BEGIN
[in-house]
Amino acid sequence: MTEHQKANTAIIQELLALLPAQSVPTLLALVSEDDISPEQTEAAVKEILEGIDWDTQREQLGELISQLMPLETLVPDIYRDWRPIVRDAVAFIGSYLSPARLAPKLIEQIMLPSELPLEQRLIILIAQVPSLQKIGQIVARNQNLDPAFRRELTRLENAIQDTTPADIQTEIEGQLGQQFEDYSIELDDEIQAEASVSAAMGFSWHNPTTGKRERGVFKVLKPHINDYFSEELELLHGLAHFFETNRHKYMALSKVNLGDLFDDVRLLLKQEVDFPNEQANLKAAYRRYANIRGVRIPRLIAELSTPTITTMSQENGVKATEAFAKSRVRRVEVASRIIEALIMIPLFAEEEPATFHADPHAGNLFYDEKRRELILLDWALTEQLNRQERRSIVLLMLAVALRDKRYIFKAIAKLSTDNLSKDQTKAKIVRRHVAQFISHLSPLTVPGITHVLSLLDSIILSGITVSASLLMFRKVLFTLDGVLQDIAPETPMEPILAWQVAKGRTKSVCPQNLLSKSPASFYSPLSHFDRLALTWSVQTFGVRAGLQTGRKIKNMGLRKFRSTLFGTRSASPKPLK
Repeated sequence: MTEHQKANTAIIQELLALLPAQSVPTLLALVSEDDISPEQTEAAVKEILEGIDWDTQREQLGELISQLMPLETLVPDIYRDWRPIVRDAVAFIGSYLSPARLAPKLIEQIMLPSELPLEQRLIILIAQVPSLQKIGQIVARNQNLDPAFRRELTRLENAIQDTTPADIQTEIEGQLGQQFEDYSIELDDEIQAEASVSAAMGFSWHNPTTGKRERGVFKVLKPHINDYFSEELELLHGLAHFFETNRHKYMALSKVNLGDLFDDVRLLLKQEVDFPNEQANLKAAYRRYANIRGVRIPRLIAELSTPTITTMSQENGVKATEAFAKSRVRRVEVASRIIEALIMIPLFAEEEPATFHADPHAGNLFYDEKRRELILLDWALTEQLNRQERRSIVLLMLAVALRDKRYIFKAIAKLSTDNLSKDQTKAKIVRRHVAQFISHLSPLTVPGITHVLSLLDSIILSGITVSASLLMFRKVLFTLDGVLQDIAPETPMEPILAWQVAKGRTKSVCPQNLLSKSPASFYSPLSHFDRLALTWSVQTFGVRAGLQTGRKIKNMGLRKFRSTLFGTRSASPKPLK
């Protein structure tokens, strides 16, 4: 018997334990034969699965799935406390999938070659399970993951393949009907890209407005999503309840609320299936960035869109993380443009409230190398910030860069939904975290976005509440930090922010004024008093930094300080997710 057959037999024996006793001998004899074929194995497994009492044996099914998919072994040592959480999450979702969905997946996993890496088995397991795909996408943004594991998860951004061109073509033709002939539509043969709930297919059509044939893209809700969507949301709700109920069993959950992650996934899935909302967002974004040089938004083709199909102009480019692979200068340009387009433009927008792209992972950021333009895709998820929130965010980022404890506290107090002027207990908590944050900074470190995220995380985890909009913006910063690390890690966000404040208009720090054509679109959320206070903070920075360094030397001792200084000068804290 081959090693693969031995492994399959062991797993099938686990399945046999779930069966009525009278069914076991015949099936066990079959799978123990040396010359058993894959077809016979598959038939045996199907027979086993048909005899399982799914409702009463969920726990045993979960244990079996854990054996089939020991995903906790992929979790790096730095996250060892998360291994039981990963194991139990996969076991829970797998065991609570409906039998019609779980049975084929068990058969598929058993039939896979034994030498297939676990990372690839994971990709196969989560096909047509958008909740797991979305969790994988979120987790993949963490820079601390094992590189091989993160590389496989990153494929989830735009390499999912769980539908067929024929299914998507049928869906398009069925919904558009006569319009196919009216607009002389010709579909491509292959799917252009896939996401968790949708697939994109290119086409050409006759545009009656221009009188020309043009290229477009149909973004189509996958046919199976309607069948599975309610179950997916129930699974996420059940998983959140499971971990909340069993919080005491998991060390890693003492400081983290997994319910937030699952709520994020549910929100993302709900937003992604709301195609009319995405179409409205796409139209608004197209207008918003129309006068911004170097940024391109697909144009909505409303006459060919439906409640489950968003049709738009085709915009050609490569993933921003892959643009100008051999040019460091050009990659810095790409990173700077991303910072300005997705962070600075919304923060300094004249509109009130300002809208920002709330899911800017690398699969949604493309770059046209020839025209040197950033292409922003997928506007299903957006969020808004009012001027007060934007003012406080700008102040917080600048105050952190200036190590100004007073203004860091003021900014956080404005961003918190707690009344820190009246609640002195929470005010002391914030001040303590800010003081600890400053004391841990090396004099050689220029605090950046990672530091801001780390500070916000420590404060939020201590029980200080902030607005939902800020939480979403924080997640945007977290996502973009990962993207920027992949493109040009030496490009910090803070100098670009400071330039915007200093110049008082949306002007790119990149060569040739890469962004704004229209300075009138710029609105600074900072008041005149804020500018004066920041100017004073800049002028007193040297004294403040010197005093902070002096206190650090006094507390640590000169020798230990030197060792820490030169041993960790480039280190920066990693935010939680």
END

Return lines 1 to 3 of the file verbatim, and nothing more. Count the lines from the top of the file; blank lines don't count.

[in-house]
Amino acid sequence: MTEHQKANTAIIQELLALLPAQSVPTLLALVSEDDISPEQTEAAVKEILEGIDWDTQREQLGELISQLMPLETLVPDIYRDWRPIVRDAVAFIGSYLSPARLAPKLIEQIMLPSELPLEQRLIILIAQVPSLQKIGQIVARNQNLDPAFRRELTRLENAIQDTTPADIQTEIEGQLGQQFEDYSIELDDEIQAEASVSAAMGFSWHNPTTGKRERGVFKVLKPHINDYFSEELELLHGLAHFFETNRHKYMALSKVNLGDLFDDVRLLLKQEVDFPNEQANLKAAYRRYANIRGVRIPRLIAELSTPTITTMSQENGVKATEAFAKSRVRRVEVASRIIEALIMIPLFAEEEPATFHADPHAGNLFYDEKRRELILLDWALTEQLNRQERRSIVLLMLAVALRDKRYIFKAIAKLSTDNLSKDQTKAKIVRRHVAQFISHLSPLTVPGITHVLSLLDSIILSGITVSASLLMFRKVLFTLDGVLQDIAPETPMEPILAWQVAKGRTKSVCPQNLLSKSPASFYSPLSHFDRLALTWSVQTFGVRAGLQTGRKIKNMGLRKFRSTLFGTRSASPKPLK
Repeated sequence: MTEHQKANTAIIQELLALLPAQSVPTLLALVSEDDISPEQTEAAVKEILEGIDWDTQREQLGELISQLMPLETLVPDIYRDWRPIVRDAVAFIGSYLSPARLAPKLIEQIMLPSELPLEQRLIILIAQVPSLQKIGQIVARNQNLDPAFRRELTRLENAIQDTTPADIQTEIEGQLGQQFEDYSIELDDEIQAEASVSAAMGFSWHNPTTGKRERGVFKVLKPHINDYFSEELELLHGLAHFFETNRHKYMALSKVNLGDLFDDVRLLLKQEVDFPNEQANLKAAYRRYANIRGVRIPRLIAELSTPTITTMSQENGVKATEAFAKSRVRRVEVASRIIEALIMIPLFAEEEPATFHADPHAGNLFYDEKRRELILLDWALTEQLNRQERRSIVLLMLAVALRDKRYIFKAIAKLSTDNLSKDQTKAKIVRRHVAQFISHLSPLTVPGITHVLSLLDSIILSGITVSASLLMFRKVLFTLDGVLQDIAPETPMEPILAWQVAKGRTKSVCPQNLLSKSPASFYSPLSHFDRLALTWSVQTFGVRAGLQTGRKIKNMGLRKFRSTLFGTRSASPKPLK